Descending the Pyramid
On decent of the hill other anomalies were pointed out. Near the remains of the large shoe-box shaped rocks was an area where there was another of these rectangular shaped rocks. This rock was slightly different, as on one of the lower corners (after removing the vegetation that covered it) you could clearly see a very man-made L-Shape section had been removed from it which would have taken time and possibly some sort of complexed machining to do so.
Mick showed us a hole that Brett Green had found when he accidentally fell into it years ago when their group was clearing the vegetation from the pyramid. From then the hole was called “Brett’s Hole” by his friends. Brett’s hole was quite strange though, it was about 2-3 feet deep, however, inside the hole was a stone wall on one of the inner sides. This again was not a natural occurrence and definitely a man-made effort.
We finally left the site and at the base of the pyramid we discussed that the site definitely needed further investigation as it probably had many more mysteries yet to uncover. It’s hard to understand that the intention of the Queensland government is to flatten the hillock to wind their road through it when it would be very easily by-passed with a little modification to their plans. Without being a conspiracy theorist, it definitely rings of cover-up. I suppose the mere existence of the pyramid challenges the fact that Cook wasn’t the first and the indoctrination fed by schools would be severely challenged if the pyramid information was made public by main-stream publications and media.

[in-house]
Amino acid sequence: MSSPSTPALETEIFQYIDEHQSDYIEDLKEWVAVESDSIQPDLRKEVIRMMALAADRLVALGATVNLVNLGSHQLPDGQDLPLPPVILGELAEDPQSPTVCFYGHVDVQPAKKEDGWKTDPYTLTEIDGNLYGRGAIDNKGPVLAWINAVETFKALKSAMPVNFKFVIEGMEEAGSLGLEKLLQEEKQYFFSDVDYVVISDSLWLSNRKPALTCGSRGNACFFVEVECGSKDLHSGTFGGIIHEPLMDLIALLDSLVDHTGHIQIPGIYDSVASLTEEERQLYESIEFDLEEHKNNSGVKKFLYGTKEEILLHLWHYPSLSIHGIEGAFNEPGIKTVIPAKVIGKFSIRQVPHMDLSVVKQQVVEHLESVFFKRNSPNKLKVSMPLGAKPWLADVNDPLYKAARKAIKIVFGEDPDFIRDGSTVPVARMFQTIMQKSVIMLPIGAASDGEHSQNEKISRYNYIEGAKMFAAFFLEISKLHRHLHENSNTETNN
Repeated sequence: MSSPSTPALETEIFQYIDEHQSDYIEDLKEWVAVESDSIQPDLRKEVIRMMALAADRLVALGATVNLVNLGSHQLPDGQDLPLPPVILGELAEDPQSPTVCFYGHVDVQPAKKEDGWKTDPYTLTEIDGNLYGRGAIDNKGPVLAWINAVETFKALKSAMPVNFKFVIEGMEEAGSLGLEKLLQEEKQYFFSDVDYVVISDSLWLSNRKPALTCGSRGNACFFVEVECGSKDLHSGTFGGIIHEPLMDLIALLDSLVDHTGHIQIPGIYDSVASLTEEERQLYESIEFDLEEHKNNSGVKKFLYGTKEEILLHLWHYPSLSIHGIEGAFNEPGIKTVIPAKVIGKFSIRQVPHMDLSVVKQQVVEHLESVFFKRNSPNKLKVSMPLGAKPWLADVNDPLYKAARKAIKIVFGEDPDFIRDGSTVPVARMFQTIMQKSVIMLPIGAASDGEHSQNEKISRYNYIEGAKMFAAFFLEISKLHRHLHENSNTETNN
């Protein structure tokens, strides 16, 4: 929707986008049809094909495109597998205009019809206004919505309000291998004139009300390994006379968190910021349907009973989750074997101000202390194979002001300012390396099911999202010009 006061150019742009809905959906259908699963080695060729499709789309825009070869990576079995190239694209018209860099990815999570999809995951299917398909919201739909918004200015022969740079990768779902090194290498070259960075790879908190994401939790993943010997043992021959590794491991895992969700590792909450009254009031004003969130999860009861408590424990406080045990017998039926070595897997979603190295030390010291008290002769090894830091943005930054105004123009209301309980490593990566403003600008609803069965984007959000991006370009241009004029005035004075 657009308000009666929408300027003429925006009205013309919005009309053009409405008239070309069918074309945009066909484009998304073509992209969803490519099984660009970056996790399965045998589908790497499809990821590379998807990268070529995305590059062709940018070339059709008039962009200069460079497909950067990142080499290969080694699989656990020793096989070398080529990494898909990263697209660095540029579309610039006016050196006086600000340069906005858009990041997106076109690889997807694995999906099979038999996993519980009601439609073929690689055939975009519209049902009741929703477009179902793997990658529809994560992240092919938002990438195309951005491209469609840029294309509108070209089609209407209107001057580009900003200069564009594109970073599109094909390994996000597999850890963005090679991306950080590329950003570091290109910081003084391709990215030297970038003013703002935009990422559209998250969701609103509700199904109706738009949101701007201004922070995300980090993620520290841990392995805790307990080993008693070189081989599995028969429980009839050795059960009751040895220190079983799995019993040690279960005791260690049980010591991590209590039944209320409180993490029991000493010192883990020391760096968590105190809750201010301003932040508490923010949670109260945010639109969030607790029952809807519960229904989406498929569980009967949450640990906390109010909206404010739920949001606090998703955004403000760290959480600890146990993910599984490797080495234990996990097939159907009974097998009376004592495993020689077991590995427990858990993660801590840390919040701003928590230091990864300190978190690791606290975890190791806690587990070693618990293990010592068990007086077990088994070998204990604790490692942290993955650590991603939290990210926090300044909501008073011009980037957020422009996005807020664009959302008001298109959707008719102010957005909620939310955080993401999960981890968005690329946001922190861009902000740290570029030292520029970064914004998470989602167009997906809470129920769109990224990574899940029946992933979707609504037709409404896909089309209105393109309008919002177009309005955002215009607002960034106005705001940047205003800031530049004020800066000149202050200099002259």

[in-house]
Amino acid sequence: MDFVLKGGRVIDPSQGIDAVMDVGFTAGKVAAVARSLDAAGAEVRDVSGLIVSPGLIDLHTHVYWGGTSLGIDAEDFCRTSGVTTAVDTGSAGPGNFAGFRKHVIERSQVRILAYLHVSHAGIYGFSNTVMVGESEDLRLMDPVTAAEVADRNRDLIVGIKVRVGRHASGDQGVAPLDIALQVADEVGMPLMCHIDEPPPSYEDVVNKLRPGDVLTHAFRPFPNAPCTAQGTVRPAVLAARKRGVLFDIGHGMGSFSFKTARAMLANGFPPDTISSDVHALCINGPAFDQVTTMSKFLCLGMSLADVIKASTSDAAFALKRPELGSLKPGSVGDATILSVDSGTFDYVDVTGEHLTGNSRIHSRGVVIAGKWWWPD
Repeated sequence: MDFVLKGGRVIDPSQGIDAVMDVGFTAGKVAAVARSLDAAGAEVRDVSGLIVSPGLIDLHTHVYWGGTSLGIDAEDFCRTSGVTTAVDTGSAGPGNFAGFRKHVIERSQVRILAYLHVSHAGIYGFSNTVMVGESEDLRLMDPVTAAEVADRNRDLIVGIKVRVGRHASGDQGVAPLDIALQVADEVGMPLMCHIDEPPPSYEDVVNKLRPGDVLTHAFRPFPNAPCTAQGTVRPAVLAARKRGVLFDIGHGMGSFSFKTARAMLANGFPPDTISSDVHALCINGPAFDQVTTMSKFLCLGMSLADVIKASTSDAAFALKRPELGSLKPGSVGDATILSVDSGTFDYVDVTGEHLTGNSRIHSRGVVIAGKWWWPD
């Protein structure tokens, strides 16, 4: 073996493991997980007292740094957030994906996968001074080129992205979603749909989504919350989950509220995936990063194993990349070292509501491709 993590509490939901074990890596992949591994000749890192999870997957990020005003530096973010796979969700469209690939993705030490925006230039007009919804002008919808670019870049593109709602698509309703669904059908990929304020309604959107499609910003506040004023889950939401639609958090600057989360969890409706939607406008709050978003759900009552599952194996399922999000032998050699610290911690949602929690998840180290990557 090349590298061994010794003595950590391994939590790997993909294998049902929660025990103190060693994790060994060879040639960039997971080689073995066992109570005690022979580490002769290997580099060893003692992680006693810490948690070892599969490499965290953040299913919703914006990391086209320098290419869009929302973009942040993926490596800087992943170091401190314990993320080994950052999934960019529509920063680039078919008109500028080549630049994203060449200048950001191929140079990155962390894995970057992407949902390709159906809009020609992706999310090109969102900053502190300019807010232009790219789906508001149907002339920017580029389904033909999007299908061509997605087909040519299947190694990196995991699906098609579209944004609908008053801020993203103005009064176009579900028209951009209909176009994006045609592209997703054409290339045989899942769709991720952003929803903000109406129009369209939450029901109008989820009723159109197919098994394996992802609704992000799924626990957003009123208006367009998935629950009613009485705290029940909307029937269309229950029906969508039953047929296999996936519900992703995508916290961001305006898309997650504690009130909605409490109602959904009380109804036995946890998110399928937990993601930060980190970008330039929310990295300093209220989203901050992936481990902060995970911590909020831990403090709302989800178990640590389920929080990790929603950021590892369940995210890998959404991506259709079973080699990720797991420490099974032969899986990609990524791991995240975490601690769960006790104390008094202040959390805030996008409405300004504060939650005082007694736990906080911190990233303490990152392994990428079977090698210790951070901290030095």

For More Information (Related Books & Websites)
The best known source of information on the pyramid is a book written by Brett Green (the hole above is named after him). Brett is the great, great, Grandson of John Green who discovered the pyramid in the mid 1800s. Brett has put decades of work and effort into compiling a very detailed book that has everything known today about the Gympie Pyramid. A digital copy of the book (The Gympie Pyramid Mysteries) is available at : www.gympiepyramid.org/thecd.html and the Gympie Pyramid website can be visited at : www.gympiepyramid.org The Dhamurian Society’s website is accessible through this link : www.dhamurian.org.au